UW Aquatic & Fishery Sciences Quantitative Seminar
Northwest Fisheries Science Center, NMFS/NOAA
Two case-studies showing the broad applicability of state-space models for count data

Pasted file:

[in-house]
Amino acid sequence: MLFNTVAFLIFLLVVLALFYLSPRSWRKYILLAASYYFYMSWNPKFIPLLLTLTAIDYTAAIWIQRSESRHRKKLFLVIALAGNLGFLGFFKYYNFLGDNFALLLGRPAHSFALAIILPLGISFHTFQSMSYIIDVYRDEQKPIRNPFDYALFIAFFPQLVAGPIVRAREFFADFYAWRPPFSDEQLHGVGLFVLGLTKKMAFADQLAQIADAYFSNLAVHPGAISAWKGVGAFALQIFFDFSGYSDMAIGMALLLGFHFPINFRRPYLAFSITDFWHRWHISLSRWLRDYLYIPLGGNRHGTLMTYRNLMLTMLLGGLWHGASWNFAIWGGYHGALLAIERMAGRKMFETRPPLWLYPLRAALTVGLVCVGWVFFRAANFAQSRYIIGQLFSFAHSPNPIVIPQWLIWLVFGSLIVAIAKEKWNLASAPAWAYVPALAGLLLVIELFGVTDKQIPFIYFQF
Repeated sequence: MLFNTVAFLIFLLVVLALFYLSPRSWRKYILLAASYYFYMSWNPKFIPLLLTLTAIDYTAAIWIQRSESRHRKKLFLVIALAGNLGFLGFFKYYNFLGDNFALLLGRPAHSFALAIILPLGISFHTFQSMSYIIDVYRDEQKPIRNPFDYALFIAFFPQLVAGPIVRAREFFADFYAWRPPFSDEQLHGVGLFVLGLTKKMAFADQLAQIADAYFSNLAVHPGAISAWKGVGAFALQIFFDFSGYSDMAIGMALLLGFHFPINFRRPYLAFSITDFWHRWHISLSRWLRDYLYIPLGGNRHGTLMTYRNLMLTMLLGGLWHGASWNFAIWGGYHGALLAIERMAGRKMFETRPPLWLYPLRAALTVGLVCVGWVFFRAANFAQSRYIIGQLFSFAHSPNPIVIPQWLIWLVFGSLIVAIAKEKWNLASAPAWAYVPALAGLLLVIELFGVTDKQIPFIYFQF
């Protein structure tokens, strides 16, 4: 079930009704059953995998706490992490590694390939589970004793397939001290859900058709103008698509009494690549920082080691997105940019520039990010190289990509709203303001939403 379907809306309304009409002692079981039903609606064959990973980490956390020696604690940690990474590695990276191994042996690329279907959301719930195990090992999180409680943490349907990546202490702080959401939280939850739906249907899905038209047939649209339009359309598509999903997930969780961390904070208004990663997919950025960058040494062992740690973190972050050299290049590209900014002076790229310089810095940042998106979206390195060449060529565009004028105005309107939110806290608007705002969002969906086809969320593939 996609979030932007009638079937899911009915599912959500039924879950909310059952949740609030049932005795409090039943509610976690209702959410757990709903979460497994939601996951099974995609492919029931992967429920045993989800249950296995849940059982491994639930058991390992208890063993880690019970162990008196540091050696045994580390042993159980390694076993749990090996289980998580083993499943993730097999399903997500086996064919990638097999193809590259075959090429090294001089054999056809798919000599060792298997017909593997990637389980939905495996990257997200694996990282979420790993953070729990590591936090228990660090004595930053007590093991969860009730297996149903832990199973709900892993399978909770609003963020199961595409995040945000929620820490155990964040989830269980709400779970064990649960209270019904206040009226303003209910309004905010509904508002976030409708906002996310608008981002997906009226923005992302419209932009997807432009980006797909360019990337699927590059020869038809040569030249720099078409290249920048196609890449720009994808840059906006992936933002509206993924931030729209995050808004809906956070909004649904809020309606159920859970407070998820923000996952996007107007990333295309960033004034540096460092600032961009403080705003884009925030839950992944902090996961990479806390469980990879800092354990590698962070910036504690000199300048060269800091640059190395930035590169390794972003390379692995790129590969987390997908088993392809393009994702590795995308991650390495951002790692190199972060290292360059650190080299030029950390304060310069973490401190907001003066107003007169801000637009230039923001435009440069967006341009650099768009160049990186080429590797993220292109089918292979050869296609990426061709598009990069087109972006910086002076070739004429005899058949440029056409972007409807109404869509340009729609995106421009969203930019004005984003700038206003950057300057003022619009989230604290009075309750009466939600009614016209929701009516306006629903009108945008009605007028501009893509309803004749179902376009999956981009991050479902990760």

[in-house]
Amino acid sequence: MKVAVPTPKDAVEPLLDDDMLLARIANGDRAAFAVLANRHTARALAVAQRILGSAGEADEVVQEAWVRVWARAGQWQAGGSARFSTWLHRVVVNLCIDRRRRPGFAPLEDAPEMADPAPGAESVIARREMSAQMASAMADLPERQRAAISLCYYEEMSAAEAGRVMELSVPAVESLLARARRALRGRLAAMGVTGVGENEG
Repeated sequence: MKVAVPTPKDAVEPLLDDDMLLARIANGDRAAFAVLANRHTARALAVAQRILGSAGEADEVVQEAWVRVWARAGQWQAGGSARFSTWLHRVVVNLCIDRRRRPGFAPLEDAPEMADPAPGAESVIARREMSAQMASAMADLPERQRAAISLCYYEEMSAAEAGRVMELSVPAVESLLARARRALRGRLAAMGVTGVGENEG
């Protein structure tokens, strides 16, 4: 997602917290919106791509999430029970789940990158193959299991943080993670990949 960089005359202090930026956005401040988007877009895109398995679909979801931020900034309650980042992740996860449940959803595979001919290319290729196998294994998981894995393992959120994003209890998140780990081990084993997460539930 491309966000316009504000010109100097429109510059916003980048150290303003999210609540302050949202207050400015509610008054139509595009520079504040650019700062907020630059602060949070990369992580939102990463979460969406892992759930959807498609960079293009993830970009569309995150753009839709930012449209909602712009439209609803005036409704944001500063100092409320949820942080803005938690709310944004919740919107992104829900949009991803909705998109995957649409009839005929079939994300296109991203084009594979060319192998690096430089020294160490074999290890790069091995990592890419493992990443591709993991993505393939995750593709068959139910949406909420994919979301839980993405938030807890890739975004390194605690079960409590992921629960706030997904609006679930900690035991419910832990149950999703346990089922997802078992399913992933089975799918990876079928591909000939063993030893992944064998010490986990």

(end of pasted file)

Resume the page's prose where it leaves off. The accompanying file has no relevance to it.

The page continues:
Since 2003, state-space demographic models have been used to analyze count and presence-absence data at a landscape level. These ‘occupancy models’ have been used to address questions regarding habitat-selection, environmental changes, long-term population trends, and community composition in terrestrial systems, but are rarely used for aquatic ecology. We therefore adapt a recent model by Dail and Madsen (2011) for aqautic settings, using stage-structured information for salamanders and citizen-science data for groupers. The salamander case-study shows that count data can, in isolation, reconstruct stage-structured demographic rates such as survival, recruitment, and immigration, while the grouper analysis shows that widely available citizen-science data can recover habitat preferences at a broad spatial scale. We conclude by recommending areas of future research regarding state-space models for count data, and predict that this class of models will be broadly useful in terrestrial, aquatic, and natural-resource ecology.